Happy Halloween! Lately, I’ve noticed a lot of Mexican skeletons and sugar skulls appearing alongside traditional Halloween decorations. These fun, whimsical figures are popping up everywhere, so I wanted to write more about them and how they can help connect us to the celebration of life, death and our loved ones.
In Mexican and Latin communities throughout the world, “Dia de los Muertos” (Day of the Dead) is observed on November 1st and 2nd in festivities to honour, commune with, pray for, and celebrate deceased loved ones as they visit the physical world in spirit on these special days. Related to the Catholic holidays of All Souls Day and All Saints Day, these celebrations have been tied to societies in pre-Hispanic and ancient Mexico as well.
Between October 30th and November 1st, it is believed that the souls of children visit first and in many areas November 1st is typically “Día de los Angelitos” (Day of the Little Angels) the day of celebrating departed children, and November 2nd for the adults.
This festival time is planned throughout the year and is much anticipated with families beginning preparations and making special foods and decorations well in advance. On October 30th or 31st preparations begin with home altars that are decorated with special brightly coloured artwork, special objects, toys, candles and foods called “ofrendas” (offerings) which are designed to delight and attract visiting spirits.
In some communities, actual grave sites are cleaned and painted and festooned with beautiful arches of flowers and thousands of candles as well as all the offerings. This is an amazing site to behold on festival nights with bands of music and families streaming in to celebrate.
The ofredas and objects all have specific significance. Beautiful Mexican marigolds called “Flor de Muerto” (Flower of the Dead) are placed in elaborate arrangements as well as painted and created out of tissue paper – their scent, along with burning copal incense, is said to draw spirits near. Photographs of loved ones and Saints appear along with objects the departed loved in life stand next to beautiful trays of candies, fruits, vegetables and a special treats.
One such treat is the sweet, egg bread called “Pan de Muerto” (bread of the dead) which is made into special shapes like people, animals, crosses, and other shapes. The breads may be plain or covered with special seeds.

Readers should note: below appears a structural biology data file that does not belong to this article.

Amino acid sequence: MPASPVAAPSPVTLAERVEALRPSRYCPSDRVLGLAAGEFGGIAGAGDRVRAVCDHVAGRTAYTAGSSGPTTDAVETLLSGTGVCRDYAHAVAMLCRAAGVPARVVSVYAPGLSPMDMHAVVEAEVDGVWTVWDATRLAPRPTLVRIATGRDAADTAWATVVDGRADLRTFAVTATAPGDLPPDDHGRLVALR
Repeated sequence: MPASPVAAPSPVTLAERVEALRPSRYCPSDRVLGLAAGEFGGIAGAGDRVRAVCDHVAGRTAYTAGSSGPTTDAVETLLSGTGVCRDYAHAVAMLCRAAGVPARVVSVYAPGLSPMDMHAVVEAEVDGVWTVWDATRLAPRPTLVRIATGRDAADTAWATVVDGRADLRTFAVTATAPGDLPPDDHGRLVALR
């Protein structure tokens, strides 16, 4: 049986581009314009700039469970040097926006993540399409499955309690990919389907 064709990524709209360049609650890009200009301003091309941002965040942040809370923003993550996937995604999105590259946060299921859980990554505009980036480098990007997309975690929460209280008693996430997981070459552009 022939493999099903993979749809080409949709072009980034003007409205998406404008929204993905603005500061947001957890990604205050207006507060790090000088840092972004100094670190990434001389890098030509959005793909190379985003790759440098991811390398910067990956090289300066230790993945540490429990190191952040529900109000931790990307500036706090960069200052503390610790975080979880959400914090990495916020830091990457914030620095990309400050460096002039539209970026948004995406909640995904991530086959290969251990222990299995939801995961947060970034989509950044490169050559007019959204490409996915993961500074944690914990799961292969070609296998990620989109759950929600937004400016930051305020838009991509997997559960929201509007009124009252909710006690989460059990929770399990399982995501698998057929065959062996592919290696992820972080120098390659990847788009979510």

Children spirits have special mini-Pan de Muerto and tiny plates and cups. A loved one’s favourite meal (usually Tamales or something elaborate to make or usually reserved for special occasions) is also on display along with traditional liquors and beverages such as mescal, tequila, and atole, an ancient thick corn beverage. Soda pop and beers are often displayed as well as any special treats or candies that a loved one especially liked.
Traditional candies are pumpkin candies and chocolates but Pop-Rocks, chewing gum, and modern candies are sometimes set out too (Sometimes you might even see chewing tobacco or cigarettes!) The most famous treat, of course, are the elaborately decorated and colourful sugar skulls called “calaveras de azúcar” that come in many shapes and sizes – often bearing the name of a loved one.
They’re made in a similar way as sugar-Easter eggs that most people are familiar with. The spirits are said to consume the “essence” of the foods so loved ones still on Earth may eat them or give them out later. Objects such as games or toys are placed for children and for adults, special mementos and photographs are displayed.
Music is played and special poems (often humorous ) about the deceased person are read and beautiful works of art are often created.
One influential artist named José Guadalupe Posada created the modern iconography closely associated with the festivities with the etching he created shortly before his death in 1913, “La Calavera Catrina” (The Elegant Skull) featuring a skeleton wearing a floral hat.
Dancing skeletons, skeleton mariachi bands and floral skulls are now popular motifs for artwork and skulls with flowers are an icon for the Day of the Dead celebrations.
While the Day of the Dead may look like “Mexican Halloween” to some, with skulls and candles and candy, the holiday isn’t supposed to be just silly fun nor is it intended to be spooky.
Death is presented in the celebration as a certainty of life. In our American/Western culture, death is seen as something to avoid and the topic of our impending mortality is avoided at all costs, but in the Day of the Dead, death is embraced.
Prayers are read and told and loved ones swap stories and share funny or touching anecdotes about the loved ones who have passed on so that future generations and all members of a family can know more about who the loved ones were in life and to celebrate the gift of life.
In this way death is looked at as a part of natural life and a sense of continuity and bonding comes from sharing stories about the past. This story telling and connecting to loved ones in ritual is not unique just to Mexico – many countries the world over celebrate the deceased and cultures in Africa and Asia have similar celebrations to the Day of the Dead.
As you decorate your home, make sugar skulls, or get the little ones dressed up as monsters or princesses, remember the traditions of Halloween and Day of the Dead are those which symbolize something that is not evil, scary, or occult but rather the basic and fundamental part of life; the love and connection to our family expressed in the joyous days of our lives, and in the remembrance and celebration of all of life’s cycles of birth and death.
© 2015 Willow Brilliance in Sight/Psychic Scoop
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